Defensible space can make the difference in a wildfire


Remove dead leaves, pine needles and other debris that could ignite.


Creating defensible space around your home or business could make a major difference in whether your structure survives a wildfire.

Defensible space is “an area around a building in which vegetation, debris and other types of combustible fuels have been treated, cleared or reduced to slow the spread of fire to and from a building,” according to the Federal Emergency Management Agency.

Achieving and maintaining defensible space can help slow or stop the spread of wildfire and, most importantly, protect the safety of firefighters who may be defending your property.

If your home or business is located where development meets wildland – known as WUI or Wildland-Urban Interface — property owners should follow guidance for maintaining control of the 100 feet surrounding structures at all times, whenever possible. This is known as the Home Ignition Zone.

The HIZ consists of three zones, each to be maintained properly to create an effective defensible space.

  • Clean roofs and gutters of dead leaves, debris and pine needles that could ignite from wind-blown embers.
  • Replace or repair loose or missing shingles or roof tiles to prevent ember penetration.
  • Install 1/8-inch metal mesh screening on eaves to prevent embers from passing through vents.
  • Clean debris from exterior attic vents and install 1/8-inch metal mesh screening to reduce embers.
  • Repair or replace damaged or loose window screens and broken windows. Screen or box in areas below patios and decks with wire mesh to prevent debris and combustible materials from accumulating.
  • Move any flammable material away from wall exteriors. Consider mulch, flammable plants, leaves and needles, firewood piles – anything that can burn.
  • Remove anything stored underneath decks or porches.
  • Clear vegetation from under large stationary propane tanks.
  • Create fuel breaks (spaces with no combustibles) using driveways, walkways and paths, patios and decks.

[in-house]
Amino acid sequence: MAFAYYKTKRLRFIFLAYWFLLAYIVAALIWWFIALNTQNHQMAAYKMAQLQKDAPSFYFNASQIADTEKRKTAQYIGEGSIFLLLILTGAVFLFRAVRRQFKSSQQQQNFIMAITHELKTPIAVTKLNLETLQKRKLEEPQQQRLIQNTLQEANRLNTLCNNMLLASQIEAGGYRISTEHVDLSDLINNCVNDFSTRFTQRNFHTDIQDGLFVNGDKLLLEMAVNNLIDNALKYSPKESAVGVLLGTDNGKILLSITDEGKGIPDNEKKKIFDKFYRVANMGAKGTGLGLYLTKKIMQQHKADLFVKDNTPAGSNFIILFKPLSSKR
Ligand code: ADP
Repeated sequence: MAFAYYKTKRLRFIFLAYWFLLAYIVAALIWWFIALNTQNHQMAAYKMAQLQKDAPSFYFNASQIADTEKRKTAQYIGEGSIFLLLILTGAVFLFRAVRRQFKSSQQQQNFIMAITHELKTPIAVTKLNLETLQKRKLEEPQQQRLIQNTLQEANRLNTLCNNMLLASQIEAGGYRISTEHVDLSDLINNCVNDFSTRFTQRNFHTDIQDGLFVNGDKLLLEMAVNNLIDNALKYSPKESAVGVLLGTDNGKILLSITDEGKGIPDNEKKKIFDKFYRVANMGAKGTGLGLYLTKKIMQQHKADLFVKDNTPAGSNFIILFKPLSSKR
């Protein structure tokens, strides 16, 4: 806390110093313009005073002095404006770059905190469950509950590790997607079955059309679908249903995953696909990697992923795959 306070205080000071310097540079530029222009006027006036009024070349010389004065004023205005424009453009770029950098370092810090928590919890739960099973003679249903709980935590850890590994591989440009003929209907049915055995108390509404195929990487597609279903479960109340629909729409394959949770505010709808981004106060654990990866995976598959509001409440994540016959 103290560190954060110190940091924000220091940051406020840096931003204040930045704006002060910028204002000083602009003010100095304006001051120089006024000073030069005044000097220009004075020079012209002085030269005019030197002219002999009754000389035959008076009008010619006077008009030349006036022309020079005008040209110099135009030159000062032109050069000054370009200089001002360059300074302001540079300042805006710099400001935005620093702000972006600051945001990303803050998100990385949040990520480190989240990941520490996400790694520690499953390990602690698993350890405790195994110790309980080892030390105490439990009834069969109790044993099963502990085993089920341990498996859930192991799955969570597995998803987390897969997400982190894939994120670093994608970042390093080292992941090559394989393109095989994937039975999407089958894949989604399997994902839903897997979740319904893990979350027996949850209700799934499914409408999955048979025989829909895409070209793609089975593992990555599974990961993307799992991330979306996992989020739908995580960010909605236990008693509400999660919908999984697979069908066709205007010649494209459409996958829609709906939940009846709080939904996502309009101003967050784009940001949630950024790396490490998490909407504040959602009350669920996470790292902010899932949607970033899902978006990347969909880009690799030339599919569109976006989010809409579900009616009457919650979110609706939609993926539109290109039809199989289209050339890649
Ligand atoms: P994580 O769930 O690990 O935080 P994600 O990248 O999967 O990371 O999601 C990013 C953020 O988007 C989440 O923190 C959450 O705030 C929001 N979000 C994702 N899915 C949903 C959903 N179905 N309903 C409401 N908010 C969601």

• Keep lawns and native grasses mowed to no more than 4 inches tall.
  • Remove vertical fuels (vegetation under trees) so a surface fire cannot reach the crowns. Prune lower tree branches 6 to 10 feet from the ground.
  • Space trees to a minimum of 18 feet between crowns, increasing the distance as the slope on the property increases.
  • Plan tree placement to ensure the mature canopy is no closer than 10 feet to the edge of the structure.
  • Limit trees and shrubs to small clusters of a few each to break up the continuity of the vegetation across the landscape.
  • Dispose of heavy accumulations of ground litter/debris.
  • Remove dead plant and tree material.
  • Remove small conifers growing between mature trees.
  • Remove vegetation adjacent to storage sheds or other outbuildings within this area.
  • Plan or clear trees so that any 30 to 60 feet from the home have at least 12 feet between canopy tops.
  • Plan or clear trees so that any 60 to 100 feet from the home have at least 6 feet between the canopy tops.

The National Fire Protection Association’s Home Ignition Zone information.

Cincinnati’s Wildfire Planning page


This loss control information is advisory only. The author assumes no responsibility for management or control of loss control activities. Not all exposures are identified in this article.

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